Government to Cut Broadband Red Tape
In an attempt to further stimulate fibre roll-out into the remotest parts of the UK, the government will consider the merits of making the current broadband regulations permanent.
In a productivity plan titled “Fixing the Foundations”, the government highlighted the importance of reliable, high-quality fixed and mobile broadband connections to support wider economic growth through increased productivity, efficiency and labour force participation.
According to the paper, investment in broadband would increase gross value to added by £6.3bn, creating 20,000 new jobs in the UK by 2024.
The report highlights that by reducing red tape and barriers to investment, Westminster would now act to support the market in achieving goals that it set out back in March this year in its Digital Communications Infrastructure Strategy, regarding ultrafast broadband and universal 4G mobile coverage.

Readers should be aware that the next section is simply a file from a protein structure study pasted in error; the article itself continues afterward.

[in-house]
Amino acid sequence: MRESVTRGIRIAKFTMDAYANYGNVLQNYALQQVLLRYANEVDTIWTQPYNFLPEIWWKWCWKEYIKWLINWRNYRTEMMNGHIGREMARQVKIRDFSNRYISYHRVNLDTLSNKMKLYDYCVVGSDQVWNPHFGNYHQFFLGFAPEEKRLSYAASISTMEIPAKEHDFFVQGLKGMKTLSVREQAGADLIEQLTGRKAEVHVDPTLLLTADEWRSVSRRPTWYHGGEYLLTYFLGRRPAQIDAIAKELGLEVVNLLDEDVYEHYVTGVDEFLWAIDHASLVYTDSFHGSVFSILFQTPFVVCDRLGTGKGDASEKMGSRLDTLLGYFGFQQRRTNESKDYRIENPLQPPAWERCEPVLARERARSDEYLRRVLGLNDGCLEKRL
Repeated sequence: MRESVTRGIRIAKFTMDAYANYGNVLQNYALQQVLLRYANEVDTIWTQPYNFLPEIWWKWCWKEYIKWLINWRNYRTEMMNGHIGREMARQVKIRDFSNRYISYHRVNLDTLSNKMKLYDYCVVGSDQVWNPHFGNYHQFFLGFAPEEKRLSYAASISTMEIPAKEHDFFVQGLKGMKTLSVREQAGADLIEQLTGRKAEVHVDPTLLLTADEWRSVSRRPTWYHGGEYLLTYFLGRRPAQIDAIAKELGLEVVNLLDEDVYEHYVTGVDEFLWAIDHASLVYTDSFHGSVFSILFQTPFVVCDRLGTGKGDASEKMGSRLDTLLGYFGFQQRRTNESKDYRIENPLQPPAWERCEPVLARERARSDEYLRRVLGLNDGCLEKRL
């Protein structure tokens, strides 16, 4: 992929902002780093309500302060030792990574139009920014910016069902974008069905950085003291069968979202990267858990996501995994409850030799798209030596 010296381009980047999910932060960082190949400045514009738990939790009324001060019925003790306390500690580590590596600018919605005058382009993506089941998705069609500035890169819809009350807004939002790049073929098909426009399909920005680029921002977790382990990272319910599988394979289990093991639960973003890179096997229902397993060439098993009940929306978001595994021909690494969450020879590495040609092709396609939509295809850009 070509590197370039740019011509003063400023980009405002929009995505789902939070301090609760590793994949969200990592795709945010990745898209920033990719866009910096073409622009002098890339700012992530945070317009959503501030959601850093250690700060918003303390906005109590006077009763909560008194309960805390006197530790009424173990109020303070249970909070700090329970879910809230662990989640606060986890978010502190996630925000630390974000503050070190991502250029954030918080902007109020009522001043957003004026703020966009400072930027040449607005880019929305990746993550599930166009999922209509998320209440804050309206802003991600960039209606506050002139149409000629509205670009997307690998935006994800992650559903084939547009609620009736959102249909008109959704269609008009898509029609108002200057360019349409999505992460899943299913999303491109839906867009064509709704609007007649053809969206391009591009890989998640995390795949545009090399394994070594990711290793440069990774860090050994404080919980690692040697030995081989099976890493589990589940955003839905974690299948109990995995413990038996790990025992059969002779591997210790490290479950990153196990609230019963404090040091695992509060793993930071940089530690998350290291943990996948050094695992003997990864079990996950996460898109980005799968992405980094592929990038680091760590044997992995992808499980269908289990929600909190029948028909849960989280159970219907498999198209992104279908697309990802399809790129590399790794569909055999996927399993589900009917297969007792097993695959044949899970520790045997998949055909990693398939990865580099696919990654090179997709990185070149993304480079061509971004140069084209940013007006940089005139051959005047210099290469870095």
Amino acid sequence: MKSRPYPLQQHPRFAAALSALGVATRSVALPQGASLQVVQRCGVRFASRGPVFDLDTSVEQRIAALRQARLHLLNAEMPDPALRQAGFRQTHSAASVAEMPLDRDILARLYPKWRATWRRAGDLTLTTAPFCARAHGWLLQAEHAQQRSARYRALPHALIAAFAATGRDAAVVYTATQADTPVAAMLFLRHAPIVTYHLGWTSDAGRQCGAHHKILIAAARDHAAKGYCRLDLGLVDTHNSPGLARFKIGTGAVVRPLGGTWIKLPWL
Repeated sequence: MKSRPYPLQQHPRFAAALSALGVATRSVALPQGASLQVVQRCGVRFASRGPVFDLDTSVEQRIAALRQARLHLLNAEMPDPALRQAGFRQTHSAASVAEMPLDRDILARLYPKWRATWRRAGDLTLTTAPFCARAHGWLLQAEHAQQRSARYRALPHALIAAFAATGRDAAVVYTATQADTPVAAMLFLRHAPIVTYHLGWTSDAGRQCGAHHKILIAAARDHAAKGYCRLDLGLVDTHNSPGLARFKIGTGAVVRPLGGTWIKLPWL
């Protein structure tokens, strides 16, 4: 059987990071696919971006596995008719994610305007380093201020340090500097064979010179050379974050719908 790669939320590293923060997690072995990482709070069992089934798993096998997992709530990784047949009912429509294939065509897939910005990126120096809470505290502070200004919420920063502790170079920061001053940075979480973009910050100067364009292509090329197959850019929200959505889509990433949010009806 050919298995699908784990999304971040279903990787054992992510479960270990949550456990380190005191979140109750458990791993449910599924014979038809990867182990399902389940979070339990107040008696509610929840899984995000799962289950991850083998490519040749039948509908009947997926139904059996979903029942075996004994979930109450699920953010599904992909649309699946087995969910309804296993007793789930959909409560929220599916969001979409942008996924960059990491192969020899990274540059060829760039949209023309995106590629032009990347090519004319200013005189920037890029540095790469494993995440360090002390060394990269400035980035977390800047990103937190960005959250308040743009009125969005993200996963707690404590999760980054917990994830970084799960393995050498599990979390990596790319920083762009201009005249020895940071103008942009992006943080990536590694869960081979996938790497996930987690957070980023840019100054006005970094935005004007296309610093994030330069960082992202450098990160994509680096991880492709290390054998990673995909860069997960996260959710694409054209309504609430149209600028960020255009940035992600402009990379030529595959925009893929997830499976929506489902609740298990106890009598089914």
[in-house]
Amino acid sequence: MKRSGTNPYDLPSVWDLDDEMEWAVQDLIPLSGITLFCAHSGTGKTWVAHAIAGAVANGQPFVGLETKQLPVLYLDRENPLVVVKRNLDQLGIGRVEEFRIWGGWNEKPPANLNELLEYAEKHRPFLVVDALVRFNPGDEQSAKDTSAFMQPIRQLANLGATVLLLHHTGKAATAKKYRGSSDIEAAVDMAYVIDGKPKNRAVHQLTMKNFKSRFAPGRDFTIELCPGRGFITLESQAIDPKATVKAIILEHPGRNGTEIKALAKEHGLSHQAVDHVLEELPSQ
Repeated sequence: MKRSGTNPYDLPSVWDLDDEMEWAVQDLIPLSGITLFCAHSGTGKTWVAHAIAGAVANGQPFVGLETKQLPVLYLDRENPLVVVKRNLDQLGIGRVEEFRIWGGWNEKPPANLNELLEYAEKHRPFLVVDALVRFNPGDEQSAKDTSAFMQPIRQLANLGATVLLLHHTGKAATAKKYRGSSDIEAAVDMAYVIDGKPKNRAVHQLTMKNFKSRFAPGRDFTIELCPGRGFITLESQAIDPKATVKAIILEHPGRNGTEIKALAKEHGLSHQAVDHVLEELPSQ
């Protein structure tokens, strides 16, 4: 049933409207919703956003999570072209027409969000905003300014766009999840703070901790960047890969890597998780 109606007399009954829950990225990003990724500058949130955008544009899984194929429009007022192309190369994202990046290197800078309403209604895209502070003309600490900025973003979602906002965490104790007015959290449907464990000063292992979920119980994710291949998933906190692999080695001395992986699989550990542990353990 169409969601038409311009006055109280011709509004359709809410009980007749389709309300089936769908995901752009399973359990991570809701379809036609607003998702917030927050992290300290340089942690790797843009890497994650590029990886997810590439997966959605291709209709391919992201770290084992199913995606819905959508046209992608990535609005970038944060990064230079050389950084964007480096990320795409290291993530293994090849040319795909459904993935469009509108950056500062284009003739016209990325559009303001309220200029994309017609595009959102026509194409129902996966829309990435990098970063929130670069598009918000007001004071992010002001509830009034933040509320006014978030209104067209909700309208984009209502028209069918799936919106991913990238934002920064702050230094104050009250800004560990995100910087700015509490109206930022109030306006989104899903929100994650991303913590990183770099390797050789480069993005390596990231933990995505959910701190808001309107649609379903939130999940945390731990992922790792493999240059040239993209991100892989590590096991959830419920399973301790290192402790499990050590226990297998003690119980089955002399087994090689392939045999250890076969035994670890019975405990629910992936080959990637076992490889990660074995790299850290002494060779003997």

The government is now considering “making the 2013 planning relaxations supporting fixed high-speed broadband infrastructure roll-out permanent”.
In the government’s productivity plan it also announces proposals to extend permitted development rights to allow mobile network operators to deploy taller masts in both non-protected and protected areas in England.
The plan also revealed the ideas to introduce legislation as soon as possible to reform the Electronics Communications Code. This code regulates the communication between network operators and site owners, and will consult later in the year on implementing a European Union Directive on measures designed to bring down the costs of deploying high speed networks.